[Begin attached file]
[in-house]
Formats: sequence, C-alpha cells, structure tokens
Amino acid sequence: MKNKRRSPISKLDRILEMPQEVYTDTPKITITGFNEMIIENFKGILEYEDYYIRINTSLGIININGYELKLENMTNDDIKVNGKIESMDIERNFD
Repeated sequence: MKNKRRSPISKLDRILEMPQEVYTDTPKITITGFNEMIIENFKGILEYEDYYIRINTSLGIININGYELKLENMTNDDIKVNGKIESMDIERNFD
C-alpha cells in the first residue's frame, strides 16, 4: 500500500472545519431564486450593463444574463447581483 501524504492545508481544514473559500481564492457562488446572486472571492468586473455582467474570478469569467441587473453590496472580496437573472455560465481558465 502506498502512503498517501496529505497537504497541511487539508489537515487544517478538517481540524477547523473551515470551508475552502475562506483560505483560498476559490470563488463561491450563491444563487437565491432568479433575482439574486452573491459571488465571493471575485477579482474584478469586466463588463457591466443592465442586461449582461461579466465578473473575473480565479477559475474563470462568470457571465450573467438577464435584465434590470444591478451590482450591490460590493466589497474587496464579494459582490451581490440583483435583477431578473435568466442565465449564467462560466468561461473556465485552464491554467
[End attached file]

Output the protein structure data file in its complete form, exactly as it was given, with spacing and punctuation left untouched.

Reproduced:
[in-house]
Formats: sequence, C-alpha cells, structure tokens
Amino acid sequence: MKNKRRSPISKLDRILEMPQEVYTDTPKITITGFNEMIIENFKGILEYEDYYIRINTSLGIININGYELKLENMTNDDIKVNGKIESMDIERNFD
Repeated sequence: MKNKRRSPISKLDRILEMPQEVYTDTPKITITGFNEMIIENFKGILEYEDYYIRINTSLGIININGYELKLENMTNDDIKVNGKIESMDIERNFD
C-alpha cells in the first residue's frame, strides 16, 4: 500500500472545519431564486450593463444574463447581483 501524504492545508481544514473559500481564492457562488446572486472571492468586473455582467474570478469569467441587473453590496472580496437573472455560465481558465 502506498502512503498517501496529505497537504497541511487539508489537515487544517478538517481540524477547523473551515470551508475552502475562506483560505483560498476559490470563488463561491450563491444563487437565491432568479433575482439574486452573491459571488465571493471575485477579482474584478469586466463588463457591466443592465442586461449582461461579466465578473473575473480565479477559475474563470462568470457571465450573467438577464435584465434590470444591478451590482450591490460590493466589497474587496464579494459582490451581490440583483435583477431578473435568466442565465449564467462560466468561461473556465485552464491554467